How to Write a Thank You Letter After an Interview
Before you breathe a sigh of relief after your job interview, there's one more thing you have to do. Write a thank you letter. Taking this simple step can put you ahead of other job candidates and the sooner you do it, the better.
Why You Must Send a Thank You After an Interview
Sending a thank you letter to a prospective employer will not guarantee a job offer, but it will give you an edge if the competition is tight. While many hiring managers aren't necessarily offended when they don't receive thank you letters, they are likely to notice when they do. For this reason, think of thank you letters as a part of your job search strategy.
At the very least, sending a note to express gratitude is polite. You wouldn't, hopefully, pay a visit to someone's home and leave without expressing gratitude. Think of visiting a prospective employer at his or her place of business in the same way. Being gracious is the right thing to do.
There is another significant reason to send a thank you letter. It is an opportunity—perhaps your only one—to follow up after your interview. Use it to let the prospective employer know you want the job. It may feel awkward to say those words out loud during the interview, but it's much easier to type them.
Have you ever walked out of a job interview only to realize there was something you forgot to say? No matter how prepared you are, you may neglect to bring something up when you are under pressure. The thank you letter gives you the chance to make up for it. Also, reiterate something you would like the interviewer to have in mind as he or she makes the hiring decision.
How to Write a Thank You Letter
Just as it is essential to carefully compose your resume and cover letter, and prepare to answer interview questions, it is equally crucial to give a lot of thought to how you craft your thank you letter. You may have questions about the right way to do it. Here are answers:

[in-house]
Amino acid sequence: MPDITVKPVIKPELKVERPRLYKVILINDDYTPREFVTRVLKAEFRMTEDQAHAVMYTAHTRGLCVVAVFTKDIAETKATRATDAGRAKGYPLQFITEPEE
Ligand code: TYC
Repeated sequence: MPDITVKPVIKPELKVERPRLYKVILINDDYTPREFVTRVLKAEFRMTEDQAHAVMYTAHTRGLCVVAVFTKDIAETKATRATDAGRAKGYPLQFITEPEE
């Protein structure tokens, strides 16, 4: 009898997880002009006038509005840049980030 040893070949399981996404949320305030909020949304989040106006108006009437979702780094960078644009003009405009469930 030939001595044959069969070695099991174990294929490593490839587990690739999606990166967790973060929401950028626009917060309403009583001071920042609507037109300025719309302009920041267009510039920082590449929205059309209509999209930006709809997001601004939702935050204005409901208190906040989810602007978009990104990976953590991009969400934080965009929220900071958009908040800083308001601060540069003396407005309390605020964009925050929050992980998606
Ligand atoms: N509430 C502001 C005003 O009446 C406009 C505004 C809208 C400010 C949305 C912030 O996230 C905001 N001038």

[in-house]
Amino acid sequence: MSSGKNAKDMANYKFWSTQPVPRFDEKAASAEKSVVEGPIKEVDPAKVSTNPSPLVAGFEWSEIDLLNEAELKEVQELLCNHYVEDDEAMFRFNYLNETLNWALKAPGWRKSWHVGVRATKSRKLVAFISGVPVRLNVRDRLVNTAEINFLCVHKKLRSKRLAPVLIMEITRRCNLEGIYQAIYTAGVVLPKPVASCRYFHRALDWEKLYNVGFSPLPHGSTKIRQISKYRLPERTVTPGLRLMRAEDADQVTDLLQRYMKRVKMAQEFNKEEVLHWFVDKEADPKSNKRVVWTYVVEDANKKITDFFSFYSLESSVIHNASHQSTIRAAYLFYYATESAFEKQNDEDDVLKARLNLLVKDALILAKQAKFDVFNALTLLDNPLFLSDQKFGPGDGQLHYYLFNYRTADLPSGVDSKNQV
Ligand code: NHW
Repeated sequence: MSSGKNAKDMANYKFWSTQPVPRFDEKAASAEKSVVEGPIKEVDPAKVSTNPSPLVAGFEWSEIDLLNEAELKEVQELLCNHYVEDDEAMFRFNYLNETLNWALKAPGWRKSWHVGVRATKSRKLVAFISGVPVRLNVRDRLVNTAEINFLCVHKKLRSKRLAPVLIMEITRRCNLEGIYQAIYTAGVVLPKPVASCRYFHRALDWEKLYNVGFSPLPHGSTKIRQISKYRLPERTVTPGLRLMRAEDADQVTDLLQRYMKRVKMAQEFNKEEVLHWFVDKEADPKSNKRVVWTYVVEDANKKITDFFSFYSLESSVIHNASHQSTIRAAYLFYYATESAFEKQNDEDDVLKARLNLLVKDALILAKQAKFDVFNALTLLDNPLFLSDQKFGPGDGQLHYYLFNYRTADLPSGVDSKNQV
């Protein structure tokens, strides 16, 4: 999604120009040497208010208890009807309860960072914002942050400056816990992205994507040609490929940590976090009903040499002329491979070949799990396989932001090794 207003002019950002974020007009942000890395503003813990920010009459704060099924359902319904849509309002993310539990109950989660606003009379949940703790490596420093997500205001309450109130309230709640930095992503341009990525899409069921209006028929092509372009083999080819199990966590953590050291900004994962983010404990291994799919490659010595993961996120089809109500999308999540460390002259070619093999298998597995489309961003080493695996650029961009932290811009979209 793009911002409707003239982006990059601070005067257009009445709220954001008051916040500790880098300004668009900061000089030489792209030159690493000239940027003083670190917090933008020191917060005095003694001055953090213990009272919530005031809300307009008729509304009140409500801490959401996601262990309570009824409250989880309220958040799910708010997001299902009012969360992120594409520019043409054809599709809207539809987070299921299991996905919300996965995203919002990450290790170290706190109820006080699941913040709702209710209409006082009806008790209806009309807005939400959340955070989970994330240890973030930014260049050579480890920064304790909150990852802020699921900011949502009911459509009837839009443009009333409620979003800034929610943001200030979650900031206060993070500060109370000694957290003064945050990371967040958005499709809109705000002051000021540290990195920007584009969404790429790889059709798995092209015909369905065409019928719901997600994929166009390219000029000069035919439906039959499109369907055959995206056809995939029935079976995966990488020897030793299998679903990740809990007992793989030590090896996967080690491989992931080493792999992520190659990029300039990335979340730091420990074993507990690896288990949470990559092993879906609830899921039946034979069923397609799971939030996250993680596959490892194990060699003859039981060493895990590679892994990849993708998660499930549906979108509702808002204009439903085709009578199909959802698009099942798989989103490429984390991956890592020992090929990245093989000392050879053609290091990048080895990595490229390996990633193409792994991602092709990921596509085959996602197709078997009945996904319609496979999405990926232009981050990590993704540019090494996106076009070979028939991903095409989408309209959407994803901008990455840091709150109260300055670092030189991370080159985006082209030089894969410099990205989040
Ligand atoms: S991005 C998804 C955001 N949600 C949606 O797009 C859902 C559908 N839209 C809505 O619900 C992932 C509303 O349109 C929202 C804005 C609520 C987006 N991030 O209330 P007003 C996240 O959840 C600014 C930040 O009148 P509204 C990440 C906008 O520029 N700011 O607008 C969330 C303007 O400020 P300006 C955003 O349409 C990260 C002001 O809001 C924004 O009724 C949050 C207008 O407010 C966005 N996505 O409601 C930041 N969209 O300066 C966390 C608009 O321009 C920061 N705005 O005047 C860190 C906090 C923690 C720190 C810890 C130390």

When Should I Send It?
Send a thank you note as soon after your interview as possible. A few hours later is best, but don't wait more than one business day to get it out. It is critical that the employer read your email while your interview is still fresh in his or her mind.
Paper or Email?
You may be wondering is whether it's okay to send your note via email. The answer is a resounding yes. Since timeliness is everything, email is your best option for getting your letter into a prospective employer's hands as quickly as possible. It is also, most likely, the way you've been communicating with the employer leading up to the interview. Your meeting may have even been a virtual one, taking place via video chat or over the phone.
Who Should Get a Thank You Letter
If more than one person at an organization was present at your interview, thank each one in writing. Make sure to personalize the note for each recipient, perhaps by referring to a question that individual asked.
What Should My Email Look Like?
Keep your email short and simple. It should be no more than three paragraphs long. Use a formal title such as Ms. or Mr. to address the recipient unless the interviewer told to use his or her first name. First, thank the interviewer for taking the time to meet with you, indicating the date you met.
If there was something you wanted to say on the interview but didn't, bring it up now. Also, use this opportunity to reiterate a point you want the interviewer to remember when he or she makes a hiring decision.
Remember to state that you would welcome a job offer. Do not worry about this making you sound too forward. The recipient will admire your directness and confidence. Besides, if you don't say it, how will he or she know?
The Last Thing to Do Before You Hit Send
Carefully proofread your thank you note. Check for typos, misspellings, and grammatical errors. If you cut and pasted pieces from another letter into this one, make sure you made appropriate changes, such as removing the name of another organization or manager. Mistakes in your thank you letter will make you look careless. Save the email as a draft and go back to look at it in a little while. Give it a final once-over before sending it. If possible, have someone else take a look as well.